So last post we saw my friend Mike’s miracle: how he had a heart attack but was healed. It really was remarkable the way things turned out. But when you read that post, you may have said in your head, “Yes, that’s great that your friend Mike was healed. But what about Christians who aren’t healed? What about Christians who have a thousand people praying for them, but then they die anyway?” Continue reading
Why Did Lazarus Have To Die?
I’ve been reading Eric Metaxas’s Miracles again and there’s a section where he addresses the miracle of Jesus raising Lazarus from the dead. And Metaxas really made me think. Why did Lazarus have to die anyway? Why did Lazarus have to endure the suffering? Why was it necessary for his family to mourn? I mean, Jesus could have shown up earlier and healed him as he did for so many. But he didn’t. So Lazarus suffered–and died.
By the time Jesus got there his sisters and his friends were weeping. And in answer to anyone who would say that God is some sort of impersonal metaphysical force, Jesus, God incarnate, was overcome with grief himself. And he wept for his friend, and for his friend’s family, and for his friend’s friends. Jesus wept. (John 11:35)
Lazarus, Jesus’ friend, had been dead for four days. Four days. That’s significant because there was this idea in Jewish culture at the time, that when a person died their spirit hung around for three days. And here we find Lazarus dead beyond that time period. In fact when Jesus directed the men to remove the stone that sealed the tomb, Lazarus’s sister Martha protested.
“Hang on, he’s been dead for four days. He’s been decomposing,” she said, “Lord, by this time there will be a stench.”
But Jesus went ahead with it anyway.
He prayed out loud, not so God could hear him, but for the benefit of the people there.
And Lazarus walked out of that tomb.
And here’s where I have to ask: Why? Why was that necessary? Why did Lazarus and the people who loved him have to suffer that way? Why couldn’t Jesus have just healed him?
And the answer is found when we ask the question: Continue reading
He was despised and forsaken of men,
A man of sorrows and acquainted with grief;
And like one from whom men hide their face
He was despised, and we did not esteem Him. (Isaiah 53:3)
I Met A Man Of Sorrows At Starbucks This Morning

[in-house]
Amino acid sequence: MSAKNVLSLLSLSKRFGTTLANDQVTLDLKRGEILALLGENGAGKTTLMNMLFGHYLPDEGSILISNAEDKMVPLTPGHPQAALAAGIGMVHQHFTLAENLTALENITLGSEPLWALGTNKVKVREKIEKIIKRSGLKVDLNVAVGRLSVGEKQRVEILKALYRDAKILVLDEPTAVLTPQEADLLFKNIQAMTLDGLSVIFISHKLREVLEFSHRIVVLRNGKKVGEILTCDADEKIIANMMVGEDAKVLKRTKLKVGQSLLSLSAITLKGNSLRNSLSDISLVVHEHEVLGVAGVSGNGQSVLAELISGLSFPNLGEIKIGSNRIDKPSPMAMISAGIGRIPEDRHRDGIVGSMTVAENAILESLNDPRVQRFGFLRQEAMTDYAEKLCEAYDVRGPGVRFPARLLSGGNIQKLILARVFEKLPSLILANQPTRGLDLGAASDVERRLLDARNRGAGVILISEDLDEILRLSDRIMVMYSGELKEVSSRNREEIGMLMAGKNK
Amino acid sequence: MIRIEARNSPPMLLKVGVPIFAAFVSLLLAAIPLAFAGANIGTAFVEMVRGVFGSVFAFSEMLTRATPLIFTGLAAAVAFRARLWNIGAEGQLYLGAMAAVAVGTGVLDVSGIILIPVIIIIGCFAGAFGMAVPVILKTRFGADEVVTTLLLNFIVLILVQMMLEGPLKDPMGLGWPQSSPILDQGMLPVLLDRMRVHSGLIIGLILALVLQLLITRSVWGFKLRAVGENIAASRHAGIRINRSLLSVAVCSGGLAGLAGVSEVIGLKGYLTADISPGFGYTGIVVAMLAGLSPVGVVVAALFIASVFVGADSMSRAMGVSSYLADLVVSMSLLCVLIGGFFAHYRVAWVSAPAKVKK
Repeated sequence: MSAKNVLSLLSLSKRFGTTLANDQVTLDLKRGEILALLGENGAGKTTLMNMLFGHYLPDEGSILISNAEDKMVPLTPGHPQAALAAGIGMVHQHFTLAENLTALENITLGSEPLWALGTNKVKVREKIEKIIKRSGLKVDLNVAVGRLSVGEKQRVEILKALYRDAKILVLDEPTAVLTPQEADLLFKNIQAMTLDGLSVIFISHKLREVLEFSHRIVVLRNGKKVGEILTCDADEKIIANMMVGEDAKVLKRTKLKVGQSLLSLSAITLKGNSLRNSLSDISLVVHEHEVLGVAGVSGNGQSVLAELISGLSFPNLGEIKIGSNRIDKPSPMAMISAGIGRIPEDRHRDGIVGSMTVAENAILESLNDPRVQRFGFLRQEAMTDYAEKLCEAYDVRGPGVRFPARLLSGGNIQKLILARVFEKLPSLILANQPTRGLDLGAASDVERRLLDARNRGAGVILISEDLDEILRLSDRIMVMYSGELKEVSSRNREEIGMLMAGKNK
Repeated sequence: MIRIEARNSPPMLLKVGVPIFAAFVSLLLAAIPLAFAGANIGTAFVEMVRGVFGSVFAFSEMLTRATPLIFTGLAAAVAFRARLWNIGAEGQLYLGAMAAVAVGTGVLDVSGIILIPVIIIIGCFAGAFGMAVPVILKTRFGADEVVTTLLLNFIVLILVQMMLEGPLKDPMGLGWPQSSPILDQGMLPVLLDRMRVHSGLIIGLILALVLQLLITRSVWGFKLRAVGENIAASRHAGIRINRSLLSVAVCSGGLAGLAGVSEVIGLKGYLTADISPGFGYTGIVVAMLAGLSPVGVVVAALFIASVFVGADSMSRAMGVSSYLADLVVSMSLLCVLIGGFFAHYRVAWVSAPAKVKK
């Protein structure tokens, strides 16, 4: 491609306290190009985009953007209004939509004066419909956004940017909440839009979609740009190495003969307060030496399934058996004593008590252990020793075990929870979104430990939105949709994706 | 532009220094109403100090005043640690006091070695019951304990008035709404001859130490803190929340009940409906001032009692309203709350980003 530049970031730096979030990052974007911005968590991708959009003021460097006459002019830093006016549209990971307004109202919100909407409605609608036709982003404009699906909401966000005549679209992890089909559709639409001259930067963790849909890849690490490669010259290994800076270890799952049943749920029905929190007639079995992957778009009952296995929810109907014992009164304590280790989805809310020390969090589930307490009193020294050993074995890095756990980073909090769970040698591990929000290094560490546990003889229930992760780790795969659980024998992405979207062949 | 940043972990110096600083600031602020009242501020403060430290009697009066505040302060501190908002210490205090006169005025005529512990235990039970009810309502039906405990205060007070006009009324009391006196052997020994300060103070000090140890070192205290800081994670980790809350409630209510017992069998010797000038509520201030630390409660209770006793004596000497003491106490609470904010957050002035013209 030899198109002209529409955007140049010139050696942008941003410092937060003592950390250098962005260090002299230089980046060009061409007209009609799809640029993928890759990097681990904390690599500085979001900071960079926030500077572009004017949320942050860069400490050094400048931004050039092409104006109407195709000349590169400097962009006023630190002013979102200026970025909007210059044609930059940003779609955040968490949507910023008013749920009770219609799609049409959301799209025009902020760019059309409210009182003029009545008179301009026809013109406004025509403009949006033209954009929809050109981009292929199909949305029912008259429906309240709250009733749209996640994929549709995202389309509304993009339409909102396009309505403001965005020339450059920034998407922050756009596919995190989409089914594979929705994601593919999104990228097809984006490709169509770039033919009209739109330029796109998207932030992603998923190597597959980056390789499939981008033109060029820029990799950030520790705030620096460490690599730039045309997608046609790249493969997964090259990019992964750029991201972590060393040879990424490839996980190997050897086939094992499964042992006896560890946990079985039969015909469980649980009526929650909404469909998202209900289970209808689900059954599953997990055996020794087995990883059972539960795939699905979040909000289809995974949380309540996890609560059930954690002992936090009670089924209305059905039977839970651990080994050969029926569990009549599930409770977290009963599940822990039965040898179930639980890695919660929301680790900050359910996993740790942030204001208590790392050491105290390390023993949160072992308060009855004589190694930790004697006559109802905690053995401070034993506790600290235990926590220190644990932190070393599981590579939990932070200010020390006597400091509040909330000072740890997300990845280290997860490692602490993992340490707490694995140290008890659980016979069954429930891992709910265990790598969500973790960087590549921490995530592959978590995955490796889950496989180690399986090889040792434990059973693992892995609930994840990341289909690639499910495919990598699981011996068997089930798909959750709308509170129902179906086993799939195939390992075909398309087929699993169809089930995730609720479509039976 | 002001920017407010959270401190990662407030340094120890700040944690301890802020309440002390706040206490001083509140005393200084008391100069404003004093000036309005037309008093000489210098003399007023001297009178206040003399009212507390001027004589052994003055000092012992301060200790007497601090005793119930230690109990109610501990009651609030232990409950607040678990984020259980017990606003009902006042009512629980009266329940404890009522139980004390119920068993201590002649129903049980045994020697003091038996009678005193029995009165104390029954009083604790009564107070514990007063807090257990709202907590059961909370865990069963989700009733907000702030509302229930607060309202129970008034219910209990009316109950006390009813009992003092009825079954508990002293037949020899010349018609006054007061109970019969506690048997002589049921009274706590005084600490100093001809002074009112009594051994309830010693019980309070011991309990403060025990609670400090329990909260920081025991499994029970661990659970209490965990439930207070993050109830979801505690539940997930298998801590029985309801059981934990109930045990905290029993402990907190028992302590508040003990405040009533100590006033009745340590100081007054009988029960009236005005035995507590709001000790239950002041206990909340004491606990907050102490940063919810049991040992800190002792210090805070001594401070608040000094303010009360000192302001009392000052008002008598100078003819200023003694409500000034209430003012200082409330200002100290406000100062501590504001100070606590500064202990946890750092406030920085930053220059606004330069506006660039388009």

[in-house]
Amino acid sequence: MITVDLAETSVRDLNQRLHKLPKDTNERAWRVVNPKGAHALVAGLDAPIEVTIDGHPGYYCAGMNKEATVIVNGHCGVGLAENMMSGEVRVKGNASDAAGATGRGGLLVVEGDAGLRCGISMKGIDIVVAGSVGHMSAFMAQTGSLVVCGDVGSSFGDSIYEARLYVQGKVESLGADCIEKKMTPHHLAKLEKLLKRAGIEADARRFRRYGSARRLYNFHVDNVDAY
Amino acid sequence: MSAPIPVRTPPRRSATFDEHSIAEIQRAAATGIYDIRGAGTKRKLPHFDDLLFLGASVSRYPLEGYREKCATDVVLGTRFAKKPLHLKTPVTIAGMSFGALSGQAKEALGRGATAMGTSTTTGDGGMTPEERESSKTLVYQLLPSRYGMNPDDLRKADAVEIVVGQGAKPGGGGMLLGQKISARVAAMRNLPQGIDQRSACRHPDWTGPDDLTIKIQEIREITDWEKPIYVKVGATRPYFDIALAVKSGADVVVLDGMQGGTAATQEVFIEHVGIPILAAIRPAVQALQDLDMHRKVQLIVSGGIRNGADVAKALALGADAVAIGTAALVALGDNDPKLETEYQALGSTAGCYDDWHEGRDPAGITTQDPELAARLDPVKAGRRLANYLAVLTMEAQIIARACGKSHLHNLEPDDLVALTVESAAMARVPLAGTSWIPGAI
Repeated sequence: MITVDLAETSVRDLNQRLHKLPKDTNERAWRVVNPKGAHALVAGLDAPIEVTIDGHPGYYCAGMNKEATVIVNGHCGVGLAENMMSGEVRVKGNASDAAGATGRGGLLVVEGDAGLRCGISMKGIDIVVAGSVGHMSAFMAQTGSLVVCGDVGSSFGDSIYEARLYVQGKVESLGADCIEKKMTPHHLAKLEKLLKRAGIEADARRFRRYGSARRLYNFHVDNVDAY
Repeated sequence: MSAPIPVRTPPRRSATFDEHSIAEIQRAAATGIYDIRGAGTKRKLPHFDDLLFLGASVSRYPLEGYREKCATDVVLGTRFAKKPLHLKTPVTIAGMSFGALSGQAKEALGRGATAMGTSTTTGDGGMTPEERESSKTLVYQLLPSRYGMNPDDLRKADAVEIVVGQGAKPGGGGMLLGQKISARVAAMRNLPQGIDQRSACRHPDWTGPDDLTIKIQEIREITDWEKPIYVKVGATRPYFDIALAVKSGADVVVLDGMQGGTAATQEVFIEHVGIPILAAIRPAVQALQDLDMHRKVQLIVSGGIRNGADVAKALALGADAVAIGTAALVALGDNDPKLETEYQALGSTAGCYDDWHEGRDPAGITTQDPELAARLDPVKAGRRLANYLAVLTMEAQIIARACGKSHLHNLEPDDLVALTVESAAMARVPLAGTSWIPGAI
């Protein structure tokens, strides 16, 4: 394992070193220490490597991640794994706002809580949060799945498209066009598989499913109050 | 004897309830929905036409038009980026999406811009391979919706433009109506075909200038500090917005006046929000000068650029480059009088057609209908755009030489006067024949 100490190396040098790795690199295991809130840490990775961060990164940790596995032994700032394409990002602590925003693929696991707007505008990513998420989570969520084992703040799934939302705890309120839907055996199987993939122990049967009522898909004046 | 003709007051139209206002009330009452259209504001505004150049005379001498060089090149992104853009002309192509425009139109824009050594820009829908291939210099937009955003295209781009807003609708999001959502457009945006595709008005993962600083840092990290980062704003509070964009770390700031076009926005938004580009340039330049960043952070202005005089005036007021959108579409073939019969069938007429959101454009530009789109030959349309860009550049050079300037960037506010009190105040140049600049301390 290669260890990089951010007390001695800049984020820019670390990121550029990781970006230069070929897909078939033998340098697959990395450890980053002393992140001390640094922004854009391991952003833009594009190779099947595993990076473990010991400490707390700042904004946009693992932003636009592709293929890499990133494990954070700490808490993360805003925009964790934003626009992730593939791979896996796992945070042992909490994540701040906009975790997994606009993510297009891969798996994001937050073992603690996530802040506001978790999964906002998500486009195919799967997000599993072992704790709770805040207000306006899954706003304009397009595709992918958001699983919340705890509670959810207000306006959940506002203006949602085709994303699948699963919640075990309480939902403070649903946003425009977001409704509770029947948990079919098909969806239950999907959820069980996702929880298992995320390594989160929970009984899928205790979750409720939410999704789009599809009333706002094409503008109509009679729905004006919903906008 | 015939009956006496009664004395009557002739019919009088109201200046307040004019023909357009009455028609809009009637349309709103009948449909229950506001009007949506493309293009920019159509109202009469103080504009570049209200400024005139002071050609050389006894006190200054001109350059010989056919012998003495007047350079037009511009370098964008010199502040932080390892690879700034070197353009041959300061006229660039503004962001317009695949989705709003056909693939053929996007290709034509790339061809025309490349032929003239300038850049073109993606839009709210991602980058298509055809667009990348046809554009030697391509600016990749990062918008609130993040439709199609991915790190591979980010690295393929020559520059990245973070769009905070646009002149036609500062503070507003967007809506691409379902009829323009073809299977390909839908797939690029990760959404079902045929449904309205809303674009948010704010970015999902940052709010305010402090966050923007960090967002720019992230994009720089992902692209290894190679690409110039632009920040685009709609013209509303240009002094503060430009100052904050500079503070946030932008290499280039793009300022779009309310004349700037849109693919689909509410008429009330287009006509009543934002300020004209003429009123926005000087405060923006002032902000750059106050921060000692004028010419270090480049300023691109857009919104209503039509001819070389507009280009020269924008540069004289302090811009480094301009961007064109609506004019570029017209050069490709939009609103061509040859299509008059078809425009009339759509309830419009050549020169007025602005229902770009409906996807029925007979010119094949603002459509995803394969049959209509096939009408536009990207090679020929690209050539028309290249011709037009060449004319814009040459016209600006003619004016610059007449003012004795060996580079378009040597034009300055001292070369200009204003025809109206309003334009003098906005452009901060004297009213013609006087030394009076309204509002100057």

I had an amazing conversation with a thirty-something named Tom at Starbucks this morning. Tom is intelligent, friendly, and he has experienced serious suffering in his life. His soul mate, the woman he is certain he was meant to marry and spend his life with, she betrayed him, she left him, so they never married. Since that time her life has taken a downturn. After a series of relationships with different guys she’s divorced now. Also, a Christian leader Tom looked up to cut him out of his life without explanation. Later I learned Tom was also abused by his father and other family members. And then there’s his addiction: like millions of other men, Tom is addicted to porn. Yes, Tom has suffered, and he continues to suffer. About that, there can be no doubt.
And with many of his tribulations, when he prayed for intervention, no discernable intervention came.
Tom, this blog post is written with you in mind.
Why Did They Betray Me?
First I want to talk about the people who betrayed you. Before I was married I was betrayed by someone I loved too. I’ve never swallowed a burning balled up gas soaked rag, but if I ever did, I’m sure my gut would feel a lot like it did when I was betrayed–except the fire in the rag would extinguish much quicker. Tom you were betrayed by the one you were meant to be with forever, and that has to be painful, and confusing. And then there are the other betrayals in your life. Why would a loving God allow these things to happen? Continue reading
What A Man Suffering From Disease Once Said
I wish I was never born.
I’ve lost all my strength, and my disease has reduced me to skin and bones. I’m estranged from my friends and relatives. My breath is offensive to my wife. Loathsome, that’s what I am. People find me loathsome.
My cries pour out like water. I shout for help, but there is no answer. God has uprooted my hope like a tree. He has kindled His anger against me and considered me as His enemy.
Illness And A Crushed Spirit
Before his illness Job was intimate with God and his life reflected that relationship. He was the kind of guy who smiled often. He had the kind of face that lit up a room. He was the kind of guy who loved to help the underdog: orphans, widows, the lame, the blind, and the poor. He liked to rescue the weak from wicked people who would take advantage of their weakness: the Bible says he “broke the jaws” of such wicked men. Job was blameless and upright, fearing God and turning away from evil. And people loved him for it. He was dynamic, he was charismatic, he was popular. And his words were wise, and beautiful, and encouraging: people waited for his words like people waited for the spring rain. He held the honor and respect of the people in his community. And he was rich. (Job 1:1-5, Job 29)
Then, along with other tragedies, his disease came. It was a disease that isolated him from his family and friends. It was a disease that caused him to become emaciated. It was a disease that covered him with painful boils from head to toe.
It was a disease that made him loathsome to the same people who used to love him.
And his countenance changed. This great man of God didn’t smile like he used to. His face didn’t shine like it used to. And his words changed. He said Continue reading